In Show of Solidarity, Morocco Sends 8 Million Masks to 15 African Nations

King Mohammed VI of Morocco has sent 8 million masks and millions of other pieces of personal protective equipment (PPE) to 15 different African nations.

Including almost one million facial visors, 600,000 plastic hair caps, and 60,000 gowns, the aid will be distributed between Burkina Faso, Cameroon, Comoros, Congo, Eswatini, Guinea, Guinea-Bissau, Malawi, Mauritania, Niger, the Democratic Republic of Congo, Senegal, Tanzania, Chad and Zambia, according to a statement by the Ministry of Foreign Affairs.

COVID-19 has been slow to arrive in Africa, but as many European and Asian countries are beginning to reopen, the pandemic is on the move in many countries on the continent.

RELATED: Startup in Uganda Recycles Plastic Bottles into PPE Face Shields For Hospitals

Having seen successful examples of beating COVID-19 in countries like South Korea, Germany, and New Zealand, Morocco and other African nations already have case examples and best-practices to base defense strategies on—and it’s this that Morocco hopes to encourage and support in other nations.

It also came just days after Morocco showed its desire to construct the headquarters of the African Center for Disease Control and Prevention in the country under the auspices of the African Union.

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Registering its first case on March 2nd, Morocco has seen only 200 deaths and around 9,000 infections.

Along with making masks compulsory in public, Morocco has painted masks onto the fronts of their train cars and buses as a cute way to raise awareness.

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Startup in Uganda Recycles Plastic Bottles into PPE Face Shields For Hospitals

Killing two birds with one stone, two Ugandan entrepreneurs working to up-cycle plastic waste into building materials have altered their production to tackle the shortages of personal protective medical equipment (PPE) in hospitals dealing with the country’s COVID-19 patients.

After the government ordered all non-essential businesses closed, Peter Okwoko and his colleague Paige Balcom, co-founders of Takataka Plastics, continued working in their plastics processing facility.

But, instead of things like roof tiles, they began recycling plastic waste into face shields for medical workers.

After posting an image of their prototype on social media, the pair got a surprising call from a regional hospital asking for 10 face shields because they didn’t have enough.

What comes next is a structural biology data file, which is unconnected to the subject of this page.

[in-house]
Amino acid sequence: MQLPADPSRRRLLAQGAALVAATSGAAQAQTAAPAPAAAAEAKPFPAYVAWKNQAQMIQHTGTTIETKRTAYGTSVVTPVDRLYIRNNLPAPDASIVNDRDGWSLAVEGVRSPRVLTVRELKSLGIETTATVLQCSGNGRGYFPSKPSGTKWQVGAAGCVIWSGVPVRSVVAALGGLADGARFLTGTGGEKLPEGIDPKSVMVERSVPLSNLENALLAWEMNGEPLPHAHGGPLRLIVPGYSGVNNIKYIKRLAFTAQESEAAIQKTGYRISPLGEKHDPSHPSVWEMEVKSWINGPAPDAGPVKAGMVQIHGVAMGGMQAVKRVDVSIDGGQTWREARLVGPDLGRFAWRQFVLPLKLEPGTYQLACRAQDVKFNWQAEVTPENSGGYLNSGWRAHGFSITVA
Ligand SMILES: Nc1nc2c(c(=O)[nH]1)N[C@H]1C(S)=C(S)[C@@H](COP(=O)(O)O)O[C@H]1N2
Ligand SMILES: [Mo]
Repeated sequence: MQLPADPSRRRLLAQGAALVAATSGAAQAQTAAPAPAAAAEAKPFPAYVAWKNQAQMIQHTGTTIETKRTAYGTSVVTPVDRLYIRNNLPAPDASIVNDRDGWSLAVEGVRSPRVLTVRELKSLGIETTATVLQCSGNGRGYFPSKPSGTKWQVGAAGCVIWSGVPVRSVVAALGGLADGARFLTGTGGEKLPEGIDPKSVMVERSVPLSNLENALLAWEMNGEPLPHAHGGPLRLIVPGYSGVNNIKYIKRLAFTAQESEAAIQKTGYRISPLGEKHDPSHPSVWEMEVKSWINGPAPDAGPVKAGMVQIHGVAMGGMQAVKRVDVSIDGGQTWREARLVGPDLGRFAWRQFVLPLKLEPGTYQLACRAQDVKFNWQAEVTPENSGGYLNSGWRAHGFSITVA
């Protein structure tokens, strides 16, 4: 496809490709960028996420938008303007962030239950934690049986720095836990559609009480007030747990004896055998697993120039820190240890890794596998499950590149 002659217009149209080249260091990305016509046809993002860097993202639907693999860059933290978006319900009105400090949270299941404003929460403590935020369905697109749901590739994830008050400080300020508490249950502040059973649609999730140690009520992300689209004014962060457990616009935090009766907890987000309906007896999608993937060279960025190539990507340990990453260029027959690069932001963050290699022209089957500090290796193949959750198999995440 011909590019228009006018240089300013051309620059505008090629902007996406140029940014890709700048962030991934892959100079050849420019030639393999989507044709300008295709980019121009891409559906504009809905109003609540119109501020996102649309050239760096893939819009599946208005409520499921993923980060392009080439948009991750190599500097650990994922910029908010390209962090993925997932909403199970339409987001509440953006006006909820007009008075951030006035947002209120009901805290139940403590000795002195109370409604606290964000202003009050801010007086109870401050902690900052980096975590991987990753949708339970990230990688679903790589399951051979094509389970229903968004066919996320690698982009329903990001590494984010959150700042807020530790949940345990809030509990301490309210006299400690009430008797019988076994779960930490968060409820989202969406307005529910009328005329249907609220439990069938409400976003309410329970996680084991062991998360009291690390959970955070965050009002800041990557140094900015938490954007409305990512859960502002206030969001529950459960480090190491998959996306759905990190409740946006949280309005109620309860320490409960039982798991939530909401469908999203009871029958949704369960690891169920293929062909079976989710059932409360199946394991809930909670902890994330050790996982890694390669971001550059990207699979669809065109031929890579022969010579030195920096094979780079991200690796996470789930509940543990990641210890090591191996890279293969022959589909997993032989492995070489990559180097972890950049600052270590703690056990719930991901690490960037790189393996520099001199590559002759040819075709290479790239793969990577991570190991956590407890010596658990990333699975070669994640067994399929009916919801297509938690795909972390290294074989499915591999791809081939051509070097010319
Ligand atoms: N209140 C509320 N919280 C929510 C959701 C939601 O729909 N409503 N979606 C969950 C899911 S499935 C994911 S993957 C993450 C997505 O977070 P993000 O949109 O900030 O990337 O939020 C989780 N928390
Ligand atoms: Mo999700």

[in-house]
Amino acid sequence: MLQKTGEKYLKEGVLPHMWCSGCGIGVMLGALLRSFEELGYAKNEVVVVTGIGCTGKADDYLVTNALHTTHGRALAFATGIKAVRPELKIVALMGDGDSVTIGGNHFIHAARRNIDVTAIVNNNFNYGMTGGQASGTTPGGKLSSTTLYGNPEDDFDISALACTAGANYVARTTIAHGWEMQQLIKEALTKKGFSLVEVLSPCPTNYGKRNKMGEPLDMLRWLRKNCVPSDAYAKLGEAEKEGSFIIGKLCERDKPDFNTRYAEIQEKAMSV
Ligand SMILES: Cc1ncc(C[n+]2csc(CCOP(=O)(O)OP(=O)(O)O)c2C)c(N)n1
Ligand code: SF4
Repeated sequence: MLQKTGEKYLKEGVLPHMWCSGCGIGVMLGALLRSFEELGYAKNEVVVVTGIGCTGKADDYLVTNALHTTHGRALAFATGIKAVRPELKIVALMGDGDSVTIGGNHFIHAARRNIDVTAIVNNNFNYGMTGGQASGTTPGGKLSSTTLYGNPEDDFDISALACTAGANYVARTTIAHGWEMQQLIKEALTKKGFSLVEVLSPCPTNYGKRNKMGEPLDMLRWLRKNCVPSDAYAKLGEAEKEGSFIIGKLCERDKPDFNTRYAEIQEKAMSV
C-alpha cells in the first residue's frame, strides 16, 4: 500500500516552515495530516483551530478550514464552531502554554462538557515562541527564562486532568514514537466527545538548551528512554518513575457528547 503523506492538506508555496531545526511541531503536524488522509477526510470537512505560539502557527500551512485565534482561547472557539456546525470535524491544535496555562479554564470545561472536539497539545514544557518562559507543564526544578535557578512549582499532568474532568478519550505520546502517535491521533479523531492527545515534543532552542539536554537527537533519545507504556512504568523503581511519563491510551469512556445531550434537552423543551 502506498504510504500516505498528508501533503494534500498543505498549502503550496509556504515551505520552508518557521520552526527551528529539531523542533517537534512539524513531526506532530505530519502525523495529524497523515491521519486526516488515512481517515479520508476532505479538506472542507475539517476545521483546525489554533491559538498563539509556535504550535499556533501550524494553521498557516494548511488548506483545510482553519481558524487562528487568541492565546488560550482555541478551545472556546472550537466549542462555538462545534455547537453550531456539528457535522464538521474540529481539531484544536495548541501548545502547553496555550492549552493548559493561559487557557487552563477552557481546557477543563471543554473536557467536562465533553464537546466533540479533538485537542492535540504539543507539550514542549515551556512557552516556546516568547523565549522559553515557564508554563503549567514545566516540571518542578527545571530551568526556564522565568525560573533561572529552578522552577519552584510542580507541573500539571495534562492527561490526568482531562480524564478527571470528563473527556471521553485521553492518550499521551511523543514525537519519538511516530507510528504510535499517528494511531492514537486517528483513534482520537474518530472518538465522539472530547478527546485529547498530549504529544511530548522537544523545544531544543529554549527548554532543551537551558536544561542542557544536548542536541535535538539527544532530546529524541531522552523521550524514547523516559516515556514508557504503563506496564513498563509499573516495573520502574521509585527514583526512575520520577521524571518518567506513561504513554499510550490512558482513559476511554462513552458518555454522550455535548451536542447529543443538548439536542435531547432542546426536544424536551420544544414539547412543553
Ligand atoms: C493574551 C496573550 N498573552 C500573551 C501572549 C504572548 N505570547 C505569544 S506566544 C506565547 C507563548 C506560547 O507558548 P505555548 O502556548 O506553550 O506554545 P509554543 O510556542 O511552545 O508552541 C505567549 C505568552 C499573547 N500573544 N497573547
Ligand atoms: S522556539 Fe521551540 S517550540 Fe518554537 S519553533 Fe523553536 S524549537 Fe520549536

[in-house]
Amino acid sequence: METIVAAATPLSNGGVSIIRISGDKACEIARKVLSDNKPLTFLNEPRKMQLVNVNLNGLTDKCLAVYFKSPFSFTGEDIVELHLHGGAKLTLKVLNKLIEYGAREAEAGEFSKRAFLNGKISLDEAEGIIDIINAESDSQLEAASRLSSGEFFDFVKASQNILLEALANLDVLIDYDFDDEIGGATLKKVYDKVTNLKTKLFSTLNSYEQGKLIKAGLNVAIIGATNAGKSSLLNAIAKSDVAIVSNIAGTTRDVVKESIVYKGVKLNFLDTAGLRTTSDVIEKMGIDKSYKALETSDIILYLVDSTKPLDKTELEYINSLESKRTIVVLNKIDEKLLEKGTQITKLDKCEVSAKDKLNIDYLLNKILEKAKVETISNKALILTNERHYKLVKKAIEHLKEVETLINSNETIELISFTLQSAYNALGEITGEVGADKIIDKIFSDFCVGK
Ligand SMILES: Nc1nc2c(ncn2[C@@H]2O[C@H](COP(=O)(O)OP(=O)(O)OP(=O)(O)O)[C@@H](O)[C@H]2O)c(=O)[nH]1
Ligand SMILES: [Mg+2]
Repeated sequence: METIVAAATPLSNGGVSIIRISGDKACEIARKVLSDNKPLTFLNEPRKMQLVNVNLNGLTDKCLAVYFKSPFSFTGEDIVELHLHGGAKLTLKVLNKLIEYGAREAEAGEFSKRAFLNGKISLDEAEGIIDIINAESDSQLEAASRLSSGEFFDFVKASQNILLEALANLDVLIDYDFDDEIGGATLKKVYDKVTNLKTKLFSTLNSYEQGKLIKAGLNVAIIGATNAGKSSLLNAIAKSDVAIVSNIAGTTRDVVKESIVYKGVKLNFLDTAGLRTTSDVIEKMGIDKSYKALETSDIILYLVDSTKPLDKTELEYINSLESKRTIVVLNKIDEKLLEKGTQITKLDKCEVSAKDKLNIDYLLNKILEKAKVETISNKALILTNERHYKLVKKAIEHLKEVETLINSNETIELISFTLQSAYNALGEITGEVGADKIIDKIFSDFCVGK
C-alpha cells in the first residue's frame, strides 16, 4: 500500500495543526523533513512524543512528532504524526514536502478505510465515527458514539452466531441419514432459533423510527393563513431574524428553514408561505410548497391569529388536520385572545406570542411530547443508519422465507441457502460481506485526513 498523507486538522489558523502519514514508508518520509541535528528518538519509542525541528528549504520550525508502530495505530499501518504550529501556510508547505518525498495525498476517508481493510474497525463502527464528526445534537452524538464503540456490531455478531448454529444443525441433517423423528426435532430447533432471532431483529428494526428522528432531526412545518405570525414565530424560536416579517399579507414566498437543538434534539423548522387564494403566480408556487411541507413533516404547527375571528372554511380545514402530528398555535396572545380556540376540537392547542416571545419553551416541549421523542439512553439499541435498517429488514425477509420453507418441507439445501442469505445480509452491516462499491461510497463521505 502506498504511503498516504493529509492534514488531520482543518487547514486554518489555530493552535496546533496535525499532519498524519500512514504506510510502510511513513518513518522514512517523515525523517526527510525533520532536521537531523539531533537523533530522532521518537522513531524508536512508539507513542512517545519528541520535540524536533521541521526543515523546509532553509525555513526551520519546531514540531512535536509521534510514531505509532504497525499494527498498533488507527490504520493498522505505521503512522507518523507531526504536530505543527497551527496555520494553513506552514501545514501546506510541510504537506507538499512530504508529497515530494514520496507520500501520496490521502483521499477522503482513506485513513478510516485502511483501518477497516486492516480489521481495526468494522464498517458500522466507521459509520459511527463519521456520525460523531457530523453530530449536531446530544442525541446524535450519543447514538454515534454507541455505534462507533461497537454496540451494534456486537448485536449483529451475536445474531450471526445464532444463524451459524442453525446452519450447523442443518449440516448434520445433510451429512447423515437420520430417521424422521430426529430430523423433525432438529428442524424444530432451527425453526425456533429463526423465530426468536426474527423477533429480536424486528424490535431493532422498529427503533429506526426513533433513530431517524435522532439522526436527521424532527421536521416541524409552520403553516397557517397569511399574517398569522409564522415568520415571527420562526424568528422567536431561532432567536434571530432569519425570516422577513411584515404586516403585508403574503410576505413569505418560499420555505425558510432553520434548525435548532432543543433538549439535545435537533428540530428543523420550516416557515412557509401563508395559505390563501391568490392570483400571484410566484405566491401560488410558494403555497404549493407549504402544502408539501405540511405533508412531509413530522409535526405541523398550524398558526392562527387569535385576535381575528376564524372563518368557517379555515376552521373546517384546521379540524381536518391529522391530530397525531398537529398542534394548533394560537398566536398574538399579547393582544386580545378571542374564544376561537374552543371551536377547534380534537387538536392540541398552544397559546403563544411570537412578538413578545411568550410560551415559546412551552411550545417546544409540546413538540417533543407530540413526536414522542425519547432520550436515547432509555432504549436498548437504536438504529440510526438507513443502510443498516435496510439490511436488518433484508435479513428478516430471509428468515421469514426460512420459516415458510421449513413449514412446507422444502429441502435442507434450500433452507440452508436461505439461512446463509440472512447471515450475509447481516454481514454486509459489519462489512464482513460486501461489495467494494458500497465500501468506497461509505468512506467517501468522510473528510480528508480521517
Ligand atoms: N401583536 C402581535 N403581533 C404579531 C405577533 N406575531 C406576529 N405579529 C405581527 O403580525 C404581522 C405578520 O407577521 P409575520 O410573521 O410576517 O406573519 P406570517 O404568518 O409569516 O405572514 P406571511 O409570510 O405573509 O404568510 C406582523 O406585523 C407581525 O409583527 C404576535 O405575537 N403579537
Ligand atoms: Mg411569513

Using locally-sourced moulds for molten plastic, the two finished the order and delivered them, before getting a call later in the afternoon from the very same hospital asking for more because “the first ones worked out so well for them,” Okwoko, 29, told Reuters.

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PPE and Plastic Recycling

PPE shortages have occurred world-wide, and Ugandan hospitals are are no exception, but Takataka Plastics has, so far, made 1,200 face shields. Even more inspiring, the company’s staff of 14, includes six employees who were homeless, jobless youth.

Around 500 of the shields have been sold to NGOs and privately-managed health facilities at a low cost and the other 700 were donated to public hospitals.

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Takataka hopes to build upon the success of the face shields and expand its operations into a more appropriate plastic processing and recycling facility. Currently their location can reduce around 132 pounds (60 kgs) of plastic per-day, but they are aiming to establish a monthly capacity of 9 metric tons.

Uganda sees hundreds of tons of plastic thrown away annually, and their innovative solution to the PPE crisis has pushed these entrepreneurs to dream bigger.

Need more positive stories and updates coming out of the COVID-19 challenge? For more uplifting coverage, click here.

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New Zealand Has Eradicated COVID-19 – ‘Crushing’ the Virus to End Social Distancing